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Docker, the Linux container for run-anywhere apps, has a major vulnerability in all but the latest version of its software which can enable malicious code to extract hosted files.
The vuln, described as ‘critical’ in severity, was first spotted by Red Hat’s security researcher Florian Weimer and independent researcher Taunis Tiigi, with Docker crediting them in a security advisory.
“The Docker engine, up to and including version 1.3.1, was vulnerable to extracting files to arbitrary paths on the host during ‘Docker pull’ and ‘Docker load’ operations,” it reads. “This was caused by symlink and hardlink traversals present in Docker’s image extraction.
“This vulnerability could be leveraged to perform remote code execution and privilege escalation,” it added.
The advisory document noted there was no cure for this issue, and urged users to upgrade to the latest iteration.
This wasn’t the only bug in the system either. An issue which affects versions 1.3.0 and 1.3.1 allows a malicious image creator to modify the default run profile of containers – yet this has been fixed with the current version.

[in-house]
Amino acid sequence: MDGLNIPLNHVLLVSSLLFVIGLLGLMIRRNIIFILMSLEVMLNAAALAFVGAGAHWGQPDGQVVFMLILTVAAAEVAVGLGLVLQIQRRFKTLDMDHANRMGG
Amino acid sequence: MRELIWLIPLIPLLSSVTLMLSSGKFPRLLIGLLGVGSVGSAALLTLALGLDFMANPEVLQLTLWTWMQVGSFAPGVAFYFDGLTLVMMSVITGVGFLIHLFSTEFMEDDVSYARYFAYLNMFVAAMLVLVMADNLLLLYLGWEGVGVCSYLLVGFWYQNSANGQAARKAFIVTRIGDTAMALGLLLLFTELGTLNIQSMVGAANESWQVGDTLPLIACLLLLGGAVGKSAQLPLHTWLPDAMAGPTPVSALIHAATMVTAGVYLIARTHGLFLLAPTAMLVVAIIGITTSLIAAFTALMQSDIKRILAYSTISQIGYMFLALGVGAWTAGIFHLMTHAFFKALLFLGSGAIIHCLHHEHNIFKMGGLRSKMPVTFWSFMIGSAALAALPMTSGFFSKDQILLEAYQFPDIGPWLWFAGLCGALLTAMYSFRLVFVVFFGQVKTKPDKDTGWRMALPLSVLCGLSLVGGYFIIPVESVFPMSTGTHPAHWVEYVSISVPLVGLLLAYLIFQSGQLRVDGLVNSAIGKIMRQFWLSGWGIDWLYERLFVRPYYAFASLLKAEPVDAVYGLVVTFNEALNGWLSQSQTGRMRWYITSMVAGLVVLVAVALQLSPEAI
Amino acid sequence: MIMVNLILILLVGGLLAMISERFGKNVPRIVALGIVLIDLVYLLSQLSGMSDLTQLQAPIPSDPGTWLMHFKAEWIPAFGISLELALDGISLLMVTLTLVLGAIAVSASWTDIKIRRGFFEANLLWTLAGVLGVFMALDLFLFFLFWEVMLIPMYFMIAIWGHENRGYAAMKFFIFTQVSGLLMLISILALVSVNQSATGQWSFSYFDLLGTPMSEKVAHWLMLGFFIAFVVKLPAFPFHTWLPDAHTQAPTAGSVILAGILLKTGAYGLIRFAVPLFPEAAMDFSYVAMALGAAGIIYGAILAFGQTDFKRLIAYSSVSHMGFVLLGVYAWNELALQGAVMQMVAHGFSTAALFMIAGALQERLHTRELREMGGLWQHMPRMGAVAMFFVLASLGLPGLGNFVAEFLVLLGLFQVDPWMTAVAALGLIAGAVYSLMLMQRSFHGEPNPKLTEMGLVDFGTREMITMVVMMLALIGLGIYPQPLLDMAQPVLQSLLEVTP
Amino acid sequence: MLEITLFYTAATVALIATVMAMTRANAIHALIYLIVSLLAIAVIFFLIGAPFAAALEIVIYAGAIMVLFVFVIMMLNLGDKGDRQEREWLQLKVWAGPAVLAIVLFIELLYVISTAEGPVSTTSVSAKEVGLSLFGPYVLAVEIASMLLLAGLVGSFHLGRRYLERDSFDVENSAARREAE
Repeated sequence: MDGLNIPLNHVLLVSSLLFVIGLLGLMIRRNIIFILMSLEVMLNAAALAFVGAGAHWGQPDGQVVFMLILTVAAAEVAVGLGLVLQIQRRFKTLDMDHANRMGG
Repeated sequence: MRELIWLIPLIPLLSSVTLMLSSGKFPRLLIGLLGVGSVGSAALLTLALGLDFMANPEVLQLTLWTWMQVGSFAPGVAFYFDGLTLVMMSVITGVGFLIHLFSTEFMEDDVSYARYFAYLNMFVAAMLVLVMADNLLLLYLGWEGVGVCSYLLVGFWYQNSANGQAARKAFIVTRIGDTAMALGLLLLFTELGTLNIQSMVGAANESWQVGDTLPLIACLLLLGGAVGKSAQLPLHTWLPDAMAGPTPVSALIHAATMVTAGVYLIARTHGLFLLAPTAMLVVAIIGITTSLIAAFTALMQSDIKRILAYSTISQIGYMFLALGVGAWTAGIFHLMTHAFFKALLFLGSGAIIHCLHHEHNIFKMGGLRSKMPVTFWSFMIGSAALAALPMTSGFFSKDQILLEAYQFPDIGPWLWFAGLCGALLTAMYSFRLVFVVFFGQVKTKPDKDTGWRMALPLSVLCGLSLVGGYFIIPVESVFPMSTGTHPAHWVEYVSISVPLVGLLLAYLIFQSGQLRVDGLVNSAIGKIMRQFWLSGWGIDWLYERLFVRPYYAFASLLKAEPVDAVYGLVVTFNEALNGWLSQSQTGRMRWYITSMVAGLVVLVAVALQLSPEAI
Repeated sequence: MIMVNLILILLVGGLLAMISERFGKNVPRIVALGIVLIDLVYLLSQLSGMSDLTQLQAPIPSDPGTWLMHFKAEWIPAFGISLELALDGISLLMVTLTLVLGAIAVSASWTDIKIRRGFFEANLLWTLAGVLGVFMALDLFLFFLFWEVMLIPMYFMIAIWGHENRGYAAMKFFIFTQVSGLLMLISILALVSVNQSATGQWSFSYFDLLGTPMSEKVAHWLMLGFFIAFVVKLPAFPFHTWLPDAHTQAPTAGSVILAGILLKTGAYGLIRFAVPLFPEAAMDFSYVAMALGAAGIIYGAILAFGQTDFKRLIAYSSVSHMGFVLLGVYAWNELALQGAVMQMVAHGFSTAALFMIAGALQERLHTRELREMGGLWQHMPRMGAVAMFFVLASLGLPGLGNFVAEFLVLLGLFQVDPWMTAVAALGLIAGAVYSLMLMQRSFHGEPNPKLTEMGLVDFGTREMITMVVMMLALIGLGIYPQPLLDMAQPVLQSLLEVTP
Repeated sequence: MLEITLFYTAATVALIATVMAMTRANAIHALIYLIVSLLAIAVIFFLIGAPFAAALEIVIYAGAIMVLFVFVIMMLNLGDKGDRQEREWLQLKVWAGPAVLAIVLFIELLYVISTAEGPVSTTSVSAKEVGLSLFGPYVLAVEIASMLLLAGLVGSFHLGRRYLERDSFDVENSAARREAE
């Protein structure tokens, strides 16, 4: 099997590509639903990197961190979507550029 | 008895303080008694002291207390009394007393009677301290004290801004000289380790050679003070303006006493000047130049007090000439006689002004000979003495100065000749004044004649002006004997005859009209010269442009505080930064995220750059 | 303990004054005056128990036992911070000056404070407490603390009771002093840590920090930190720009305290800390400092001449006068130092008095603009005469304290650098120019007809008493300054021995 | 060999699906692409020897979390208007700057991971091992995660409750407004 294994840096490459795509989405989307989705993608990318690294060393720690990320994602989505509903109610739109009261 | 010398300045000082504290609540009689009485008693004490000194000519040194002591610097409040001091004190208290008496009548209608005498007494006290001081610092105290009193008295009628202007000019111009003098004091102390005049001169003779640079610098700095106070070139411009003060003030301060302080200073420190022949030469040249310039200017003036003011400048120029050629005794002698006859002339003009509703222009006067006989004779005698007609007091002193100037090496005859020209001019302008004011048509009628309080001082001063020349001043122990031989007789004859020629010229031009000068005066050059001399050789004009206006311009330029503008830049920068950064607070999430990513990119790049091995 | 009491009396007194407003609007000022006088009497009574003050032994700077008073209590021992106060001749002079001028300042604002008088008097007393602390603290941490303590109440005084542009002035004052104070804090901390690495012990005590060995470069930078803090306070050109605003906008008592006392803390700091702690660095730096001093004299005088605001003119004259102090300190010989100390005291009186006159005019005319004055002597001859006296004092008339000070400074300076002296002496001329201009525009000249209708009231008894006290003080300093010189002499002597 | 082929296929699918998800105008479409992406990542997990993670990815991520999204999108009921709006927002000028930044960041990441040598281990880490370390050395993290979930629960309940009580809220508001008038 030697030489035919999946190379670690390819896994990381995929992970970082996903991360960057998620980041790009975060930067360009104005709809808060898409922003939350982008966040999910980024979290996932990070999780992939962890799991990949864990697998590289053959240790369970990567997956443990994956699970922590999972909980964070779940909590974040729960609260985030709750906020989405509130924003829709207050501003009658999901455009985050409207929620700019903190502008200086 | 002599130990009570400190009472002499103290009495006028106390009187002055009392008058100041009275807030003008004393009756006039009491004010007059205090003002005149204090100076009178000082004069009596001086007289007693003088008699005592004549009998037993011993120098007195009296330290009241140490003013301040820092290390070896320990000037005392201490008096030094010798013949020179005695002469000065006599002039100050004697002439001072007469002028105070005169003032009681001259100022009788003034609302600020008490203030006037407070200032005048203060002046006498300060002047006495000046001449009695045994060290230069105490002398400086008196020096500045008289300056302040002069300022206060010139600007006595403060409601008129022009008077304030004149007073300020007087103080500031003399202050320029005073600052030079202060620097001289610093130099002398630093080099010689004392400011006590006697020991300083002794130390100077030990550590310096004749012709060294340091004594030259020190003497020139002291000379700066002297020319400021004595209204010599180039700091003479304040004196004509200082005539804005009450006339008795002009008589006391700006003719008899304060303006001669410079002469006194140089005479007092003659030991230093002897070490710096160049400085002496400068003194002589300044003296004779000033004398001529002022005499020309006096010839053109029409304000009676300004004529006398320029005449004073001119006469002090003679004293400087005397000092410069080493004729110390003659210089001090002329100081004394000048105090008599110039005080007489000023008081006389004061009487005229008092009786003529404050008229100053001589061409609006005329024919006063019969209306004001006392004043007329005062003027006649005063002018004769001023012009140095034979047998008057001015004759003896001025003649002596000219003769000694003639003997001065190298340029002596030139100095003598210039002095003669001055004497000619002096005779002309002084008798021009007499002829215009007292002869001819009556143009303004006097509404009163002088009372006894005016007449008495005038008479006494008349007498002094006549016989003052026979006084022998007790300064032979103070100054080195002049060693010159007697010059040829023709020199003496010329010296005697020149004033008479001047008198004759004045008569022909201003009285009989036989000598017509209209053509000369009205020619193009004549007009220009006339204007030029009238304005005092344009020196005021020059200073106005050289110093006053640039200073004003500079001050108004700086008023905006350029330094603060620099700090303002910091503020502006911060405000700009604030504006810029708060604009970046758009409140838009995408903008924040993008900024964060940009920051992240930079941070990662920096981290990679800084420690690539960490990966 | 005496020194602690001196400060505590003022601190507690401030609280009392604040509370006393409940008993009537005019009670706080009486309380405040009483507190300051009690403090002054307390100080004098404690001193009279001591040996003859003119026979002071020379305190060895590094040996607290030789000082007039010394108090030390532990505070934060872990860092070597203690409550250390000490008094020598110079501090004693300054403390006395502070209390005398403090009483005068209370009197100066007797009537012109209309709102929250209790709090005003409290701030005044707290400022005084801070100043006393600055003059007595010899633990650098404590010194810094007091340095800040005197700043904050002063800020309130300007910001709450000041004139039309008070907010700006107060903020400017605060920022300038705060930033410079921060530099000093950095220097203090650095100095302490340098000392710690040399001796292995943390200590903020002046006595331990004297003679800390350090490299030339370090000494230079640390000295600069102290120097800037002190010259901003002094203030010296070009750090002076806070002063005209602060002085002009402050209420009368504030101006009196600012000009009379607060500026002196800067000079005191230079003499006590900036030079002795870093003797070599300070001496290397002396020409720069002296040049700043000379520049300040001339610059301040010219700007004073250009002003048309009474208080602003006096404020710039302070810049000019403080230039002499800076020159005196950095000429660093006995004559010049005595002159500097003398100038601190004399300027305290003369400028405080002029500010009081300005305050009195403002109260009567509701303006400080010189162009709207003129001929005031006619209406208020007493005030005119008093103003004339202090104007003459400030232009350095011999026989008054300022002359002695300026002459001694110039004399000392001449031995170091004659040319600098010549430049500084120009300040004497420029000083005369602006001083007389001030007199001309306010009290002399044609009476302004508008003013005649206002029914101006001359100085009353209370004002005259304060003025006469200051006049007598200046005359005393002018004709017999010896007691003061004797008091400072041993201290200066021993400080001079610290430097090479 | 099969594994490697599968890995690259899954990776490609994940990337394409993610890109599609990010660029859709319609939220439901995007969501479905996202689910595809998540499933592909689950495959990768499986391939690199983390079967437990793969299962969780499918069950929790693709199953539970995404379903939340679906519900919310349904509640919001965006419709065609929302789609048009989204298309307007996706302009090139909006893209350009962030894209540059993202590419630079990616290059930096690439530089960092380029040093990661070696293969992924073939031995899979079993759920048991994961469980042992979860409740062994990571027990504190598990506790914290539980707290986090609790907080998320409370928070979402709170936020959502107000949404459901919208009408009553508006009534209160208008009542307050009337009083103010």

The problem arises when taking into account the vast majority of major cloud computing providers have partnered up with Docker in order to package sleek, secure applications on its platform. Microsoft announced its deal in October, with Google, Amazon Web Services and Rackspace also on board.
It’s easy to see why these vendors are buddying up; as Docker leverages the host’s operating system, there are no overheads or difficulties in spinning up virtual machines when shipping an application in its container. But like a lot of nascent products that are hitting the zeitgeist, it’s best to not get carried away on an untested system when security scare stories are just around the corner.
Users are urged to upgrade to version 1.3.2 as soon as they can, which they can find here.